Studying the Formex Field Automatic has triggered a fleeting thought that I’ve been trying to snag. Something about my childhood…. what is it? Oh yes, it’s the steel ball puzzle! I don’t think that’s the official name of the old-timey, pocket-sized children’s game but it sure reminds me of this watch dial. I would have to remove the hands first and insert a few little steel balls with the goal being to maneuver all of the balls onto the recessed hour markers. The banking on the chapter ring would present a challenge but that’s part of the fun. If any of the balls enter the chute that frames the date display, the game is lost. Now that I think about it, the movement would also have to be sacrificed since the case would become a repository for wayward steel balls. I think this would be cool (but, then again, I also eat celery sticks with peanut butter).
All of the above means that I would have to buy two Formex Field Automatics; one to convert and, more importantly, one to wear because it’s that good of a watch. In addition to bending the chapter ring, Formex has bent a few of the “rules” that govern traditional field watch designs. Let’s look a bit closer.
The dial is a thoughtful blend of form and function. The most prominent feature is the typeface used for the Arabic numerals. Formex has created a unique design language that lends a subtle obscurity to numerals 2 through 5 when viewed through a narrow aperture. However, in an expanded field of view, those same numerals take their rightful place on the dial with unmistakable clarity.
Formex calls this dial “sandwich-like” because it is stamped in one piece as opposed to stacking two distinct layers of material. The banking on the outer circumference of the dial enhances the 3-D effect. As a field watch, the overall design is distinctive and attractive but does not in any way detract from the watch’s requirement that it be instantly legible at a glance.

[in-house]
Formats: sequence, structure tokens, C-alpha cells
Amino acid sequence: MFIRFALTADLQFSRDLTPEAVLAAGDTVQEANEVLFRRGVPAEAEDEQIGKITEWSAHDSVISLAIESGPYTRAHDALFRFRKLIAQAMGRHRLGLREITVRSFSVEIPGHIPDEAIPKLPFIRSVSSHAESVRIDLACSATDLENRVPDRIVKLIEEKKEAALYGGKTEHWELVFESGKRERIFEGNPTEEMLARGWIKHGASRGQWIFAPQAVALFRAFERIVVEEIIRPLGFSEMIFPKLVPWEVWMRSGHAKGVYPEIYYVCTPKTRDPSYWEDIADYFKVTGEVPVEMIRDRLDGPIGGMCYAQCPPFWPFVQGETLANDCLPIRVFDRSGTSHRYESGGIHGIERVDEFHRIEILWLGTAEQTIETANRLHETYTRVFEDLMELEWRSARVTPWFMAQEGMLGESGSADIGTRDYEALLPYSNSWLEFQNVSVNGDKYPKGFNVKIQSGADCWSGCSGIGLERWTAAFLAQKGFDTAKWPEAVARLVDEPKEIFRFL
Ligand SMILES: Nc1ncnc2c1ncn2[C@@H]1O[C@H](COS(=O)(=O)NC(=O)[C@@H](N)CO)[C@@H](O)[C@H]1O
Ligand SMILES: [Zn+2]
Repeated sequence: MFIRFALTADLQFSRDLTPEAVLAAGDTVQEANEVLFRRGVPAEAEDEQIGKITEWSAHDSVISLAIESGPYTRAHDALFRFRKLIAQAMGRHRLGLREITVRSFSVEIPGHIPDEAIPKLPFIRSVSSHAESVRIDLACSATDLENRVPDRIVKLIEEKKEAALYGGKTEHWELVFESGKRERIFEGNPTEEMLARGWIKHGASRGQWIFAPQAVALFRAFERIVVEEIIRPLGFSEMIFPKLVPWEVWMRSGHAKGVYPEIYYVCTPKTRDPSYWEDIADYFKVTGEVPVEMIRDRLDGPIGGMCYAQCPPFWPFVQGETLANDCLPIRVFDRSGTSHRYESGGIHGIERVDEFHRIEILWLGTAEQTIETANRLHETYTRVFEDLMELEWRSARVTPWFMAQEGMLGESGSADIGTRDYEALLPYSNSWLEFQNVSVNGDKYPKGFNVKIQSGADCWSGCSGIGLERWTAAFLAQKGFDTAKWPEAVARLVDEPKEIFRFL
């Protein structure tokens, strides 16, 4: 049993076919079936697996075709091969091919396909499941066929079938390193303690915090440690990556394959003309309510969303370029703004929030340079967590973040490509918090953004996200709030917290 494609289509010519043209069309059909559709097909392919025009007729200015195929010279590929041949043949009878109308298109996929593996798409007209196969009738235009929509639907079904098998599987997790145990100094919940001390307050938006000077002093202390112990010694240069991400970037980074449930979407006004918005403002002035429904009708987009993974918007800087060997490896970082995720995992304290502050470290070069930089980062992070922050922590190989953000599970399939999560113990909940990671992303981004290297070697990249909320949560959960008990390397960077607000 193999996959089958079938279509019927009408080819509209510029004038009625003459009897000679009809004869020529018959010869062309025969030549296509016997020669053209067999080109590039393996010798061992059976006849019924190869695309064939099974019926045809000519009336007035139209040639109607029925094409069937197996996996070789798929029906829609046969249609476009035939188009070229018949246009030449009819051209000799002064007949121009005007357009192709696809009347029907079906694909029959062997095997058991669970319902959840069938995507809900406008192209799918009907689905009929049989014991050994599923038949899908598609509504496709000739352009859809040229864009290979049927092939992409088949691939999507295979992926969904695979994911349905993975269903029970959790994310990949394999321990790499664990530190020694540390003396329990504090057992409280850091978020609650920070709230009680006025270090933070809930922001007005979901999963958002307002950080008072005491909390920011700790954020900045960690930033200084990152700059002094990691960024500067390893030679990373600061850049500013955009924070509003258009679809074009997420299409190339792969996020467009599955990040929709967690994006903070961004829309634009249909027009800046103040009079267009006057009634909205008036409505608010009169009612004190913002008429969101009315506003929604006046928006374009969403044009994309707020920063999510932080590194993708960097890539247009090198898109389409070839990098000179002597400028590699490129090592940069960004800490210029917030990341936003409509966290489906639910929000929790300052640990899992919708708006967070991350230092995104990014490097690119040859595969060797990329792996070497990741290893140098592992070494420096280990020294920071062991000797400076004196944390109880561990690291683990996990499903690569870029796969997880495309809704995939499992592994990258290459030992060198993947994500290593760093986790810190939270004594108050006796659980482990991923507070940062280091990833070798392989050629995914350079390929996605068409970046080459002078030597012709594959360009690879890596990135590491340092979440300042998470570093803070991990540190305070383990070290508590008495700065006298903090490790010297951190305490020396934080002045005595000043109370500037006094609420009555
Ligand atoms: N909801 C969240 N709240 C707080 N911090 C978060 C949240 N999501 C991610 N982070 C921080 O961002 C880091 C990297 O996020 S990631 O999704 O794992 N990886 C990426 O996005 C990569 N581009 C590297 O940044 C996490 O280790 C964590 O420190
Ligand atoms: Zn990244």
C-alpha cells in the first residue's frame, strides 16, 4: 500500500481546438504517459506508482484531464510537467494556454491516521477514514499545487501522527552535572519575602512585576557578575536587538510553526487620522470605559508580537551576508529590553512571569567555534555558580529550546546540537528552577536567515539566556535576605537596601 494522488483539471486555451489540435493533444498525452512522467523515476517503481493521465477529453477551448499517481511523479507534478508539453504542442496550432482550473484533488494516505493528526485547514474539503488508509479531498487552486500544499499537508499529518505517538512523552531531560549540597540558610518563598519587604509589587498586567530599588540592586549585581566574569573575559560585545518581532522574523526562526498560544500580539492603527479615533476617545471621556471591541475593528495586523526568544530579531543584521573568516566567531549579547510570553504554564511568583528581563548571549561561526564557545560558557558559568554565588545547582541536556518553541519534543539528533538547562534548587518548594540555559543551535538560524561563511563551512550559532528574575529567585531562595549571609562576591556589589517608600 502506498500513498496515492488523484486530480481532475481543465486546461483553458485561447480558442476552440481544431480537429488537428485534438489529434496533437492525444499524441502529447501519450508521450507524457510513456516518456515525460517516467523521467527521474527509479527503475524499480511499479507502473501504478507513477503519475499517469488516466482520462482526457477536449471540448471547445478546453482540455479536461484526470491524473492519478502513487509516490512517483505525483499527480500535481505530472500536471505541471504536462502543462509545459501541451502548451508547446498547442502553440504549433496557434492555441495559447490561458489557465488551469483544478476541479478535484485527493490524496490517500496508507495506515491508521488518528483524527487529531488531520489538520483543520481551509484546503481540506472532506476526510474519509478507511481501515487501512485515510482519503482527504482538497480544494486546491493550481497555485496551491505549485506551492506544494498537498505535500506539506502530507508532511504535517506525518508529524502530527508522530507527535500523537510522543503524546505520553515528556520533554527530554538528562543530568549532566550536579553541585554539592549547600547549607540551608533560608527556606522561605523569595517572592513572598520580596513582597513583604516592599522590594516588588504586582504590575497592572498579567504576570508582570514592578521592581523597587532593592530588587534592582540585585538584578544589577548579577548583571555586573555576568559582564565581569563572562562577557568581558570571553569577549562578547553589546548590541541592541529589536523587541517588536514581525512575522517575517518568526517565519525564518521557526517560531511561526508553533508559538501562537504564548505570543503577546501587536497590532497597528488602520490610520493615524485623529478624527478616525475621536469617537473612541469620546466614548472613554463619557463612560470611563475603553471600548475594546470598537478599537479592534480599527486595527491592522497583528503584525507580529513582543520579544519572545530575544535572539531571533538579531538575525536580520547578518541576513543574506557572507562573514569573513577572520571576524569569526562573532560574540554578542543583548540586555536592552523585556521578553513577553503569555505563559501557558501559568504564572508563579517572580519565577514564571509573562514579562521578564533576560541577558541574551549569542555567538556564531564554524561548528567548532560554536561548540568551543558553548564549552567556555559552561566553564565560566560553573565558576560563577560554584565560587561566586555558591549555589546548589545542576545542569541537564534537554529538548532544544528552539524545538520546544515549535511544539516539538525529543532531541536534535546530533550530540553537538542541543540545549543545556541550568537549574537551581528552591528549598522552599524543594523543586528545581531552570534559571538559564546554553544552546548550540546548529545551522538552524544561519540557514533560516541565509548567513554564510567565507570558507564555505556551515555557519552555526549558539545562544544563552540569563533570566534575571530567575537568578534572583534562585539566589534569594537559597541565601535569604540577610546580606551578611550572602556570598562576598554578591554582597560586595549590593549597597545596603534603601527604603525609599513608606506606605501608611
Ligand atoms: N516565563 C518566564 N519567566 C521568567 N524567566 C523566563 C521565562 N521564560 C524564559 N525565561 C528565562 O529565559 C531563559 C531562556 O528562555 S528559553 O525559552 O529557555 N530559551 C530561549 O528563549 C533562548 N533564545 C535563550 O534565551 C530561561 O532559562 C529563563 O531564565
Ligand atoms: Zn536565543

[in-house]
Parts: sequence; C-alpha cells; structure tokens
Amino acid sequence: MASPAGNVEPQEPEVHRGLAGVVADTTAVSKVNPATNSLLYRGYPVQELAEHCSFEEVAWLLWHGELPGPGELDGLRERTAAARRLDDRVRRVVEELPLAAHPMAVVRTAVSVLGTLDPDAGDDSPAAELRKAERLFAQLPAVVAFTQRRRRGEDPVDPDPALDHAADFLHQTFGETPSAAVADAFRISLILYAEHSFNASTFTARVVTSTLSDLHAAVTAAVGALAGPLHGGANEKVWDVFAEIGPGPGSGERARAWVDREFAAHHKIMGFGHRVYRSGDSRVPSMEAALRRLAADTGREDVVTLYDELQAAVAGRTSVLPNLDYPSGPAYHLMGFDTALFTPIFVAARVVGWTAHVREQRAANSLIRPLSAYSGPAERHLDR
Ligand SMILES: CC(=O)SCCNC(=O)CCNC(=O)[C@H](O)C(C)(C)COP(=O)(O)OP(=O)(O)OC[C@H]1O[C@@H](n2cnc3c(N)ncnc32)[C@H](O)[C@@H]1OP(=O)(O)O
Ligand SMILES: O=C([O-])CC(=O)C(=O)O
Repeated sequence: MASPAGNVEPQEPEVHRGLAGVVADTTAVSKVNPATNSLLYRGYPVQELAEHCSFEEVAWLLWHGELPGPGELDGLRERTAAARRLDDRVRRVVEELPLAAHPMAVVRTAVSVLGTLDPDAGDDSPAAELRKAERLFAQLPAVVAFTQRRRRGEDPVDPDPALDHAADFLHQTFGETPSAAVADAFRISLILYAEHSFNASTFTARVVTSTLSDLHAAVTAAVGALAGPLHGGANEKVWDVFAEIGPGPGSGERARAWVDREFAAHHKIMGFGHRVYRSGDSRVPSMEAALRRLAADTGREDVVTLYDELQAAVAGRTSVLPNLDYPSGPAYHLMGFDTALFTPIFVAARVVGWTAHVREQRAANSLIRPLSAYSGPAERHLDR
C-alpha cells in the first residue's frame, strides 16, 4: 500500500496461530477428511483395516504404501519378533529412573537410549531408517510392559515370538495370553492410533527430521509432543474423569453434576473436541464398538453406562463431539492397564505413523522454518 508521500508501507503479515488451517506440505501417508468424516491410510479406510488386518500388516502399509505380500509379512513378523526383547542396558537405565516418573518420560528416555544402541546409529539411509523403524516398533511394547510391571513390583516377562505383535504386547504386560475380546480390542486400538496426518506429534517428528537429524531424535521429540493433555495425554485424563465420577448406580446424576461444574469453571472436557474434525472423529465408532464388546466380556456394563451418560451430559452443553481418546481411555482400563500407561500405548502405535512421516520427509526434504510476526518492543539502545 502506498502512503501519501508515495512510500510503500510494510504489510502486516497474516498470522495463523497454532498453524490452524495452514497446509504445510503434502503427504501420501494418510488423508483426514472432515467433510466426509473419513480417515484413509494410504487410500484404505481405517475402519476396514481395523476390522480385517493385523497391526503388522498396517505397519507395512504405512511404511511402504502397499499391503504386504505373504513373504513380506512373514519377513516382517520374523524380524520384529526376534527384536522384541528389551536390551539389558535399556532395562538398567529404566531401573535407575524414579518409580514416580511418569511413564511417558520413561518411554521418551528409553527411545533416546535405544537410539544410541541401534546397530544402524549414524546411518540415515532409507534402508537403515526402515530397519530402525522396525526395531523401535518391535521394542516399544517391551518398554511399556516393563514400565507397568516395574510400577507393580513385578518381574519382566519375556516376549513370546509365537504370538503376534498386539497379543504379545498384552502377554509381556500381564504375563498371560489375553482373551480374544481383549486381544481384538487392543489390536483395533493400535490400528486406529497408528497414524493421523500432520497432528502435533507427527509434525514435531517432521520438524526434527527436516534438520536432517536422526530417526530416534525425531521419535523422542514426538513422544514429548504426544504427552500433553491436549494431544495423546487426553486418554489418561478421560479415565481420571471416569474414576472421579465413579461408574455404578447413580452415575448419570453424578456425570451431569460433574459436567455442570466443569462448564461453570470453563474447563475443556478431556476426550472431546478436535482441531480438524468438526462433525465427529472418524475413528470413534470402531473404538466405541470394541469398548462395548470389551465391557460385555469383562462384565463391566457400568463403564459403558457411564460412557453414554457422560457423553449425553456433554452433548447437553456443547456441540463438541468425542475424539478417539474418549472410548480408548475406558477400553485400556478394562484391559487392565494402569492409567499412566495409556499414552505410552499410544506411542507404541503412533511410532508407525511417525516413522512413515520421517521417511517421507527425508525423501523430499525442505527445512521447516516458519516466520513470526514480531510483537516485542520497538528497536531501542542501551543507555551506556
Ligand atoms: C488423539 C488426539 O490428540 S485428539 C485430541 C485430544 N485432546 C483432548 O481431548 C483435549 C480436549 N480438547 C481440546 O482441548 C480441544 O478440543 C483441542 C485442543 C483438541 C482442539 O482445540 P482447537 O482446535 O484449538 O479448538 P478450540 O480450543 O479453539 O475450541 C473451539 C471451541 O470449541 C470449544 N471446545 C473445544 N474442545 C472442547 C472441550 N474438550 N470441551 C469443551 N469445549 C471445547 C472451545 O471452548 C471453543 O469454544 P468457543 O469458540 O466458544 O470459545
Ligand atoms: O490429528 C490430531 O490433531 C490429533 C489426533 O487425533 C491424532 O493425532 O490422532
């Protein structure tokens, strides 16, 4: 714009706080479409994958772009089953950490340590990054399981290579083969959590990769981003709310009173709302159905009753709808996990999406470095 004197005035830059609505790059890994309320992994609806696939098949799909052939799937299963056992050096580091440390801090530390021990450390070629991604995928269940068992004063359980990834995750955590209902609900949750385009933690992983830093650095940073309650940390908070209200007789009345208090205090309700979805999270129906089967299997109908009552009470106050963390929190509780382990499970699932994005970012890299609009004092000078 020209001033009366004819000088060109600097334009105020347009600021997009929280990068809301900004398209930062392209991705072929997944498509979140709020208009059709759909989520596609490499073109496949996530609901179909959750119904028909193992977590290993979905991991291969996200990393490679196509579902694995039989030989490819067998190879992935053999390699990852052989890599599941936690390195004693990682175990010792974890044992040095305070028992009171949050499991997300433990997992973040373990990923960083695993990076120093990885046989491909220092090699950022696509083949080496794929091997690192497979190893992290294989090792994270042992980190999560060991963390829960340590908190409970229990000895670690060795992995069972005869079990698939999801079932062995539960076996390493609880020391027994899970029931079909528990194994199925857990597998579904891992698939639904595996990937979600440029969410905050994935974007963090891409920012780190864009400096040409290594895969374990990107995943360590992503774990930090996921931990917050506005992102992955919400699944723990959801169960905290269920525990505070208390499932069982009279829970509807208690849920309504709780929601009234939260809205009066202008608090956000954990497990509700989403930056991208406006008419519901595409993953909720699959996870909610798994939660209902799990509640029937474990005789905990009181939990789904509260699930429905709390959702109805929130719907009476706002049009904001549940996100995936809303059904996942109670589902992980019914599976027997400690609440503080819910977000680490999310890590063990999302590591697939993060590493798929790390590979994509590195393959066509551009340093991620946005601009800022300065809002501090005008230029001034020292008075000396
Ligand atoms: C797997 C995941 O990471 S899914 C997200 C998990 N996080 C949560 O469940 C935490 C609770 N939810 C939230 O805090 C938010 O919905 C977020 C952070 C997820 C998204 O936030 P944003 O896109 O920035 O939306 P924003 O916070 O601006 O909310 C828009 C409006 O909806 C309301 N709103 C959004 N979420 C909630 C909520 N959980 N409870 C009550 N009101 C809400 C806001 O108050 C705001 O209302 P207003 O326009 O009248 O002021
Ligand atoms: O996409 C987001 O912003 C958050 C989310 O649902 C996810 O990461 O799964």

Low light illumination is enhanced by Old Radium Super-LumiNova, which gives a greenish glow when activated. While not the brightest lume available, it is certainly adequate and is generously applied to the numerals and hour indices, as well as all three hands.
This particular watch arrived with a charcoal dial but there are five other appealing colors to choose from. Based on renderings as well as photos, the only color that I question is Sage Green, which, to my eyes, has a faded look that doesn’t offer enough contrast between the syringe hands and dial.
The Case and Movement
The case and signed crown are both made of Titanium Grade 2, which is lightweight and corrosion resistant but not as strong as alloyed Titanium such as Grade 5. Formex applies a hardening treatment to the sandblasted surface that is said to be long lasting and protective against small scratches and fingerprints.
The case is water-resistant to a depth of 150 meters and the underside of the sapphire crystal has an anti-reflective coating. The case back has an attractive honeycomb pattern that showcases the Formex logo.
For this watch, Formex uses a standard Sellita SW200-1 automatic movement. Similar to the ETA 2824, the SW200-1 is in widespread use and has proven to be reliable and accurate.